Liability protections instituted nationwide deemed unnecessary
Covid-19 lawsuits haven't materialized, but businesses now can operate through disasters in 30 states
In a legislative flurry, 30 states instituted liability protections in late 2020 and early 2021 designed to protect businesses from Covid-19 lawsuits, out of fear that companies would be sued for exposing workers, clients or vendors to the swiftly spreading, deadly disease.
Those lawsuits haven’t materialized.
Proponents of the new laws say that’s because the statutes have scared off potential litigation. But critics say the actions have created a solution in search of a problem, because most employees who sue do so under existing workplace safety regulations, such as those enforced by the federal Occupational Safety and Health Administration, or under union rules.
And because of the nature of Covid-19, including how fast and easily it spreads, pinpointing and proving the exact location where someone got the virus is difficult. Neither OSHA nor most states issued Covid-19 rules for workplaces in the past year, though a few liberal-leaning states did.
The dearth of litigation could stem from all those things.
“The liability shield laws themselves have discouraged plaintiffs’ lawyers from trying to bring suits,” said Torsten Kracht, an attorney with national law firm Hunton Andrews Kurth.
His firm mostly represents businesses that have been sued, but it has sometimes represented plaintiffs as well, he said.
“In cases where you have employees who got sick on the job, their recourse is really through workers’ comp claims,” he added. “I think that may be another reason.”
Hunton Andrews Kurth’s Covid-19 “complaint tracker” shows about 200 civil suits have been filed nationwide by workers in 2021 and just 52 have been filed by nonemployees who allege they got Covid-19 in a place of business. The tracker showed 1,700 coronavirus-related civil rights cases and 771 Covid-19 consumer cases over the same time period.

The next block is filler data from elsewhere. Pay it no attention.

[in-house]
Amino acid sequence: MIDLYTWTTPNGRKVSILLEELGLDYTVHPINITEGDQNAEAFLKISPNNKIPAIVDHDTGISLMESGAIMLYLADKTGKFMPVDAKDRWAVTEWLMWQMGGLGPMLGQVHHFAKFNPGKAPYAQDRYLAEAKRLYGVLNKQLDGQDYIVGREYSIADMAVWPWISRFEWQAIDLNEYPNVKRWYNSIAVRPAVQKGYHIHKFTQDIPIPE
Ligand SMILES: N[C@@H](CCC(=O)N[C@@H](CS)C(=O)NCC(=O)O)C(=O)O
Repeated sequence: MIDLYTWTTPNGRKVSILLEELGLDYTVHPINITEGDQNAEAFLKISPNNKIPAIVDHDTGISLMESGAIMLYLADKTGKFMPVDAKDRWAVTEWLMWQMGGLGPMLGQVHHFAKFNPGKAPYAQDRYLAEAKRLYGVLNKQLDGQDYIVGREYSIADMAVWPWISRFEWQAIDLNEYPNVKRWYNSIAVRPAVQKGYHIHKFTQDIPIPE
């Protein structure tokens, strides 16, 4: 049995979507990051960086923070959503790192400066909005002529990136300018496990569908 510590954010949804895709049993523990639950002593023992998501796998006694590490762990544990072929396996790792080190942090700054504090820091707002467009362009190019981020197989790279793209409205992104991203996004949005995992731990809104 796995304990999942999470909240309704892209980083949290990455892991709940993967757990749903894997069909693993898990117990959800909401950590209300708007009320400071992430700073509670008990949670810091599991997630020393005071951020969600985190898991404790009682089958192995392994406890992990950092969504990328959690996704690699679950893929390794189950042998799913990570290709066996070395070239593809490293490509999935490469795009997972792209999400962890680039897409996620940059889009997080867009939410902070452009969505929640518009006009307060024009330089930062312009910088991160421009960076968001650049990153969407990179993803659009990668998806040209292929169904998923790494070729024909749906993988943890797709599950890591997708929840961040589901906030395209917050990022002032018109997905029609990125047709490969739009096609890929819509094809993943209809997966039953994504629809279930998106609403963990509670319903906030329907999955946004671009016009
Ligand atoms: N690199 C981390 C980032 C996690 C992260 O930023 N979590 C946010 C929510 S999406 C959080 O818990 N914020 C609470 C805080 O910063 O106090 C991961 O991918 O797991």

Kracht said isolating where someone contracted Covid-19 is easy only if those people were in a controlled environment such as a cruise ship at sea for more than 14 days.
“But if I’m a person out in the world—shopping, eating, etc.—it’s pretty hard to prove where I got it.”
He knew of no cases that had made it all the way through the legal process to a conclusion either way.
Many of the state laws were based on model legislation distributed by the American Legislative Exchange Council, a conservative group known as ALEC.
The ALEC model bill—titled the “Liability Protection for Employers in a Declared Disaster or Public Emergency Act”—would allow proprietors or businesses to operate during a declared disaster or public emergency without the threat of civil litigation if they complied with or made a “good faith effort” to comply with applicable federal, state or local regulations, orders or laws, said ALEC spokesperson Alexis Jarrett, in an email.
Jarrett said suits for coronavirus-related issues are likely to crop up in the coming months and years, which is why the state legislation, and the ALEC model most of them are based on, are necessary.
The new liability protection laws vary, but most of them seek to protect all or specific kinds of businesses from lawsuits that attempt to establish culpability. Exceptions are usually made for negligence, willful misconduct or a provable failure to follow public health orders.
Many governors, especially Republicans in the 23 states where the GOP holds both houses of the legislature and the governorship, championed the liability limitations laws.
To read more, click here.